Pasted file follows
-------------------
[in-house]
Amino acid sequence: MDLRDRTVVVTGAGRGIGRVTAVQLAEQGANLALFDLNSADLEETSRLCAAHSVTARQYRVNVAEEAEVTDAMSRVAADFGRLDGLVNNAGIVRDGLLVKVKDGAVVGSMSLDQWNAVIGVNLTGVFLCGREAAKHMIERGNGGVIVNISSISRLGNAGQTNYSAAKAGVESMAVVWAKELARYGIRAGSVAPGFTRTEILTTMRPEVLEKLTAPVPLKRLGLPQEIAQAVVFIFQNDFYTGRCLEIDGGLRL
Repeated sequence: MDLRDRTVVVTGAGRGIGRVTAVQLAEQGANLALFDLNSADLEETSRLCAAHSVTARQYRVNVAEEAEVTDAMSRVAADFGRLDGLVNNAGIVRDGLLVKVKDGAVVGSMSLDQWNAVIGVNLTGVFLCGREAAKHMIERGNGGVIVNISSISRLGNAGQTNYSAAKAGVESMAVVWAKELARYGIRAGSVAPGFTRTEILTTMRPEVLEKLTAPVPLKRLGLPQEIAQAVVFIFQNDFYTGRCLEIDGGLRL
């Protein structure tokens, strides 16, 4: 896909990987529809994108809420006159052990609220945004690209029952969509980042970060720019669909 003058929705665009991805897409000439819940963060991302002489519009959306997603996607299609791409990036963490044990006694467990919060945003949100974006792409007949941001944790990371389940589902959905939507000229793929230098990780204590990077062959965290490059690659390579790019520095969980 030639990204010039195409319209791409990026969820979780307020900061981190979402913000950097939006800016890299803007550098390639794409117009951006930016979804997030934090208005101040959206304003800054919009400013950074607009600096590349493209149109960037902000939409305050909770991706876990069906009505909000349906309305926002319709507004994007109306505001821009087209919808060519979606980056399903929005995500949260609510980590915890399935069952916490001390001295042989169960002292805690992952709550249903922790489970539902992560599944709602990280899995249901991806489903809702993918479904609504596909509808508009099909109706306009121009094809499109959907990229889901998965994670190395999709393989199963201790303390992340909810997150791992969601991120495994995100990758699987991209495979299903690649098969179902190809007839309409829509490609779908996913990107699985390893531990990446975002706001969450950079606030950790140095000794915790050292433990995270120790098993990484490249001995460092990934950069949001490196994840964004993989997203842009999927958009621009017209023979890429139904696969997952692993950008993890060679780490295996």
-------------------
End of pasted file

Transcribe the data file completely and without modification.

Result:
[in-house]
Amino acid sequence: MDLRDRTVVVTGAGRGIGRVTAVQLAEQGANLALFDLNSADLEETSRLCAAHSVTARQYRVNVAEEAEVTDAMSRVAADFGRLDGLVNNAGIVRDGLLVKVKDGAVVGSMSLDQWNAVIGVNLTGVFLCGREAAKHMIERGNGGVIVNISSISRLGNAGQTNYSAAKAGVESMAVVWAKELARYGIRAGSVAPGFTRTEILTTMRPEVLEKLTAPVPLKRLGLPQEIAQAVVFIFQNDFYTGRCLEIDGGLRL
Repeated sequence: MDLRDRTVVVTGAGRGIGRVTAVQLAEQGANLALFDLNSADLEETSRLCAAHSVTARQYRVNVAEEAEVTDAMSRVAADFGRLDGLVNNAGIVRDGLLVKVKDGAVVGSMSLDQWNAVIGVNLTGVFLCGREAAKHMIERGNGGVIVNISSISRLGNAGQTNYSAAKAGVESMAVVWAKELARYGIRAGSVAPGFTRTEILTTMRPEVLEKLTAPVPLKRLGLPQEIAQAVVFIFQNDFYTGRCLEIDGGLRL
């Protein structure tokens, strides 16, 4: 896909990987529809994108809420006159052990609220945004690209029952969509980042970060720019669909 003058929705665009991805897409000439819940963060991302002489519009959306997603996607299609791409990036963490044990006694467990919060945003949100974006792409007949941001944790990371389940589902959905939507000229793929230098990780204590990077062959965290490059690659390579790019520095969980 030639990204010039195409319209791409990026969820979780307020900061981190979402913000950097939006800016890299803007550098390639794409117009951006930016979804997030934090208005101040959206304003800054919009400013950074607009600096590349493209149109960037902000939409305050909770991706876990069906009505909000349906309305926002319709507004994007109306505001821009087209919808060519979606980056399903929005995500949260609510980590915890399935069952916490001390001295042989169960002292805690992952709550249903922790489970539902992560599944709602990280899995249901991806489903809702993918479904609504596909509808508009099909109706306009121009094809499109959907990229889901998965994670190395999709393989199963201790303390992340909810997150791992969601991120495994995100990758699987991209495979299903690649098969179902190809007839309409829509490609779908996913990107699985390893531990990446975002706001969450950079606030950790140095000794915790050292433990995270120790098993990484490249001995460092990934950069949001490196994840964004993989997203842009999927958009621009017209023979890429139904696969997952692993950008993890060679780490295996």